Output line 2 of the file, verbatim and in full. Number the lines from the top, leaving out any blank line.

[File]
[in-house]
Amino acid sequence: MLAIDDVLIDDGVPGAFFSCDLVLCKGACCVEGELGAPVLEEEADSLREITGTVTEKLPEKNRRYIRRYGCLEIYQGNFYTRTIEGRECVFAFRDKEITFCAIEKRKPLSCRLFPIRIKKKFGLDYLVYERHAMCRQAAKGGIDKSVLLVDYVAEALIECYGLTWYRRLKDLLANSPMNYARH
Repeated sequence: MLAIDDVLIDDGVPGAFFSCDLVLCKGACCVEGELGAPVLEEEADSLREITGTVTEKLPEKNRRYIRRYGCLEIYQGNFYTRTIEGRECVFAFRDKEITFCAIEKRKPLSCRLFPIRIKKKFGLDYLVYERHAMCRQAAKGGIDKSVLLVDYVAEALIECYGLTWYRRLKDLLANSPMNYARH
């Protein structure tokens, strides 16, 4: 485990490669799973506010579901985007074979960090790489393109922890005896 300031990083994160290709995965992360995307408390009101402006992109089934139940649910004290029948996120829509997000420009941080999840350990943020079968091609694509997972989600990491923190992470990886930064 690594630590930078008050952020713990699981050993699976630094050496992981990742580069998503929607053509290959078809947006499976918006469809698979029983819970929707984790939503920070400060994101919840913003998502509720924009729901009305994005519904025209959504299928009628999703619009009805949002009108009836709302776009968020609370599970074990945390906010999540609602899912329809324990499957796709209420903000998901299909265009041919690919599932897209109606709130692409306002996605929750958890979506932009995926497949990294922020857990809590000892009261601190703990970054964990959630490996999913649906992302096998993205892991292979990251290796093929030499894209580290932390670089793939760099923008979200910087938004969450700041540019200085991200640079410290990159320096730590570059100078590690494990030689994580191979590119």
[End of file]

Amino acid sequence: MLAIDDVLIDDGVPGAFFSCDLVLCKGACCVEGELGAPVLEEEADSLREITGTVTEKLPEKNRRYIRRYGCLEIYQGNFYTRTIEGRECVFAFRDKEITFCAIEKRKPLSCRLFPIRIKKKFGLDYLVYERHAMCRQAAKGGIDKSVLLVDYVAEALIECYGLTWYRRLKDLLANSPMNYARH